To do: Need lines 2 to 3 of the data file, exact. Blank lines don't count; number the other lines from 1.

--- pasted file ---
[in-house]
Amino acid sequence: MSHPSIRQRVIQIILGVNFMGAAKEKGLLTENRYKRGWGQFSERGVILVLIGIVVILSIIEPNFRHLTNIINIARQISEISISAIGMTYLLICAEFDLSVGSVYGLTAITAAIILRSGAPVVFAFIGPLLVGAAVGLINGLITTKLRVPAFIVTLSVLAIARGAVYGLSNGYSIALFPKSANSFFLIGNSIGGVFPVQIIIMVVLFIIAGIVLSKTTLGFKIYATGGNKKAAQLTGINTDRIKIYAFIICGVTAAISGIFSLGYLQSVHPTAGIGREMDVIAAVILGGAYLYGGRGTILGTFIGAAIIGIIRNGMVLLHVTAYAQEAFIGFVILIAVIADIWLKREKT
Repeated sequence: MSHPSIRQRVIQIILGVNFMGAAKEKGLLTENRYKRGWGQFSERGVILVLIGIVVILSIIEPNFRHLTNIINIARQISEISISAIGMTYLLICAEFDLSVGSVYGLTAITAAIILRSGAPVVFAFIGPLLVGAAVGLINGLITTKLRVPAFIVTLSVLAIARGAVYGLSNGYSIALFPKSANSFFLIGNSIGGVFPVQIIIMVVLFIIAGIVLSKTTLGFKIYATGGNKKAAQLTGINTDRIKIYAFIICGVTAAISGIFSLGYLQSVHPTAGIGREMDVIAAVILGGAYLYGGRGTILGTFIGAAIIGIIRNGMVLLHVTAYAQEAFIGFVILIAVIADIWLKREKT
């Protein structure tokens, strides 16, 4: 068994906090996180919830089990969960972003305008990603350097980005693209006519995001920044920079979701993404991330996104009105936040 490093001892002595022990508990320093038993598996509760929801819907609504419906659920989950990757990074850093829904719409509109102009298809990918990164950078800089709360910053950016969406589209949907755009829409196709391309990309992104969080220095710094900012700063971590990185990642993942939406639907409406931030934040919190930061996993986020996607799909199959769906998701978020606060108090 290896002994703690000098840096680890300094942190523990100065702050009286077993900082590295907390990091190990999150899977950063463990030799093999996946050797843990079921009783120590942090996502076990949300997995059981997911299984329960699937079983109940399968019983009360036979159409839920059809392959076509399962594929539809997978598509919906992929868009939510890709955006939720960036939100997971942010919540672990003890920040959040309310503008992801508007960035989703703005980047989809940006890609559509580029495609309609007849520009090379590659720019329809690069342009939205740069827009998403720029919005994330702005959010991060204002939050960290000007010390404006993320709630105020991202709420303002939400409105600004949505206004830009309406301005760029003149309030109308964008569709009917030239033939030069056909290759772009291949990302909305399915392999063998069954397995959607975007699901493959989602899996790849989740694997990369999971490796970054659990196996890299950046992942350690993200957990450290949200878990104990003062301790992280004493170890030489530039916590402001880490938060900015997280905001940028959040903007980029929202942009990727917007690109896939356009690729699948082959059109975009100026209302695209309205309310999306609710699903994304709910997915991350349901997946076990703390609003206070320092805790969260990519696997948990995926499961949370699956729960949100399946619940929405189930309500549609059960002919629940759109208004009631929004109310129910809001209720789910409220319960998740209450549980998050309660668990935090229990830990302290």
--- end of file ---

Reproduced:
Amino acid sequence: MSHPSIRQRVIQIILGVNFMGAAKEKGLLTENRYKRGWGQFSERGVILVLIGIVVILSIIEPNFRHLTNIINIARQISEISISAIGMTYLLICAEFDLSVGSVYGLTAITAAIILRSGAPVVFAFIGPLLVGAAVGLINGLITTKLRVPAFIVTLSVLAIARGAVYGLSNGYSIALFPKSANSFFLIGNSIGGVFPVQIIIMVVLFIIAGIVLSKTTLGFKIYATGGNKKAAQLTGINTDRIKIYAFIICGVTAAISGIFSLGYLQSVHPTAGIGREMDVIAAVILGGAYLYGGRGTILGTFIGAAIIGIIRNGMVLLHVTAYAQEAFIGFVILIAVIADIWLKREKT
Repeated sequence: MSHPSIRQRVIQIILGVNFMGAAKEKGLLTENRYKRGWGQFSERGVILVLIGIVVILSIIEPNFRHLTNIINIARQISEISISAIGMTYLLICAEFDLSVGSVYGLTAITAAIILRSGAPVVFAFIGPLLVGAAVGLINGLITTKLRVPAFIVTLSVLAIARGAVYGLSNGYSIALFPKSANSFFLIGNSIGGVFPVQIIIMVVLFIIAGIVLSKTTLGFKIYATGGNKKAAQLTGINTDRIKIYAFIICGVTAAISGIFSLGYLQSVHPTAGIGREMDVIAAVILGGAYLYGGRGTILGTFIGAAIIGIIRNGMVLLHVTAYAQEAFIGFVILIAVIADIWLKREKT